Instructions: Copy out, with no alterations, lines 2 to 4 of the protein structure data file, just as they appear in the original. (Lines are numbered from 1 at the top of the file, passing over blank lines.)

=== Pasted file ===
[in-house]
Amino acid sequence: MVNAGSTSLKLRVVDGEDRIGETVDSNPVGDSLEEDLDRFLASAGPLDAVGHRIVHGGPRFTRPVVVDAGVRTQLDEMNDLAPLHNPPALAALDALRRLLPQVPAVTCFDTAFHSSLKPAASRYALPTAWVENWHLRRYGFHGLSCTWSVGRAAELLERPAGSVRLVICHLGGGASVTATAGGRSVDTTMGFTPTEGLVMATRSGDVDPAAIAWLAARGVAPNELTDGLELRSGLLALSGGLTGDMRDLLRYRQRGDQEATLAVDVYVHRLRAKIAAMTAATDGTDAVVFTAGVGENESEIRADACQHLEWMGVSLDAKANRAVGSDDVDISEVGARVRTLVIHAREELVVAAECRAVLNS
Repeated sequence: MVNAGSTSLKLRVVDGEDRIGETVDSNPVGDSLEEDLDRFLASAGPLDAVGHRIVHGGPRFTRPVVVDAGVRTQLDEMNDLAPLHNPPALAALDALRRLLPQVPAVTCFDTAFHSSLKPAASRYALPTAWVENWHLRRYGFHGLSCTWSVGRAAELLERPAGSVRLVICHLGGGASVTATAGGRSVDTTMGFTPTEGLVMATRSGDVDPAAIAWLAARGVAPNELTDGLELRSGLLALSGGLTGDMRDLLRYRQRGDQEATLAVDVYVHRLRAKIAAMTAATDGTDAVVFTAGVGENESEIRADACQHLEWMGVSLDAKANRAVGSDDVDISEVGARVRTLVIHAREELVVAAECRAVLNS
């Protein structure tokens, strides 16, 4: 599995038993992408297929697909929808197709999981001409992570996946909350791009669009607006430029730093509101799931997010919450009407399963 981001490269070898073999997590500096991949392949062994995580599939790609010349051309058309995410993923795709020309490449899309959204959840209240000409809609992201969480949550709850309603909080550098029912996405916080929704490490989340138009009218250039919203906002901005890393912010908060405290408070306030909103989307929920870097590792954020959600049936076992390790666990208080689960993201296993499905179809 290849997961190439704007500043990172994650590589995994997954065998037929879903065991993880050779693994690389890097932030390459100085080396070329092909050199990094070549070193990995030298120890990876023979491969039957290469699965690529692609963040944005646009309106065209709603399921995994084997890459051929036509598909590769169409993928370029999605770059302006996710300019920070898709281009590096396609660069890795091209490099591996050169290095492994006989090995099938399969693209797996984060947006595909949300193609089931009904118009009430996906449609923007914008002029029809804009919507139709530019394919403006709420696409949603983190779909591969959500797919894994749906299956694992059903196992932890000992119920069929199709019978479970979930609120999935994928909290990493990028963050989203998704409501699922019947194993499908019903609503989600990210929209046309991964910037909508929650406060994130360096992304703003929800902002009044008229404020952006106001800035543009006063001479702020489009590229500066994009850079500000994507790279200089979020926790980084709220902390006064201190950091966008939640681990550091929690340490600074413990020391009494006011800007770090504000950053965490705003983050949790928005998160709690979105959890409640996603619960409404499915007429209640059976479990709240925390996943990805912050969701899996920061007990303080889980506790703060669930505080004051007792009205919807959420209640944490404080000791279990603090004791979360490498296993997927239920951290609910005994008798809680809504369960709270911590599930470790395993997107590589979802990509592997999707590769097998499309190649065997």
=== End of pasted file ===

Amino acid sequence: MVNAGSTSLKLRVVDGEDRIGETVDSNPVGDSLEEDLDRFLASAGPLDAVGHRIVHGGPRFTRPVVVDAGVRTQLDEMNDLAPLHNPPALAALDALRRLLPQVPAVTCFDTAFHSSLKPAASRYALPTAWVENWHLRRYGFHGLSCTWSVGRAAELLERPAGSVRLVICHLGGGASVTATAGGRSVDTTMGFTPTEGLVMATRSGDVDPAAIAWLAARGVAPNELTDGLELRSGLLALSGGLTGDMRDLLRYRQRGDQEATLAVDVYVHRLRAKIAAMTAATDGTDAVVFTAGVGENESEIRADACQHLEWMGVSLDAKANRAVGSDDVDISEVGARVRTLVIHAREELVVAAECRAVLNS
Repeated sequence: MVNAGSTSLKLRVVDGEDRIGETVDSNPVGDSLEEDLDRFLASAGPLDAVGHRIVHGGPRFTRPVVVDAGVRTQLDEMNDLAPLHNPPALAALDALRRLLPQVPAVTCFDTAFHSSLKPAASRYALPTAWVENWHLRRYGFHGLSCTWSVGRAAELLERPAGSVRLVICHLGGGASVTATAGGRSVDTTMGFTPTEGLVMATRSGDVDPAAIAWLAARGVAPNELTDGLELRSGLLALSGGLTGDMRDLLRYRQRGDQEATLAVDVYVHRLRAKIAAMTAATDGTDAVVFTAGVGENESEIRADACQHLEWMGVSLDAKANRAVGSDDVDISEVGARVRTLVIHAREELVVAAECRAVLNS
């Protein structure tokens, strides 16, 4: 599995038993992408297929697909929808197709999981001409992570996946909350791009669009607006430029730093509101799931997010919450009407399963 981001490269070898073999997590500096991949392949062994995580599939790609010349051309058309995410993923795709020309490449899309959204959840209240000409809609992201969480949550709850309603909080550098029912996405916080929704490490989340138009009218250039919203906002901005890393912010908060405290408070306030909103989307929920870097590792954020959600049936076992390790666990208080689960993201296993499905179809 290849997961190439704007500043990172994650590589995994997954065998037929879903065991993880050779693994690389890097932030390459100085080396070329092909050199990094070549070193990995030298120890990876023979491969039957290469699965690529692609963040944005646009309106065209709603399921995994084997890459051929036509598909590769169409993928370029999605770059302006996710300019920070898709281009590096396609660069890795091209490099591996050169290095492994006989090995099938399969693209797996984060947006595909949300193609089931009904118009009430996906449609923007914008002029029809804009919507139709530019394919403006709420696409949603983190779909591969959500797919894994749906299956694992059903196992932890000992119920069929199709019978479970979930609120999935994928909290990493990028963050989203998704409501699922019947194993499908019903609503989600990210929209046309991964910037909508929650406060994130360096992304703003929800902002009044008229404020952006106001800035543009006063001479702020489009590229500066994009850079500000994507790279200089979020926790980084709220902390006064201190950091966008939640681990550091929690340490600074413990020391009494006011800007770090504000950053965490705003983050949790928005998160709690979105959890409640996603619960409404499915007429209640059976479990709240925390996943990805912050969701899996920061007990303080889980506790703060669930505080004051007792009205919807959420209640944490404080000791279990603090004791979360490498296993997927239920951290609910005994008798809680809504369960709270911590599930470790395993997107590589979802990509592997999707590769097998499309190649065997």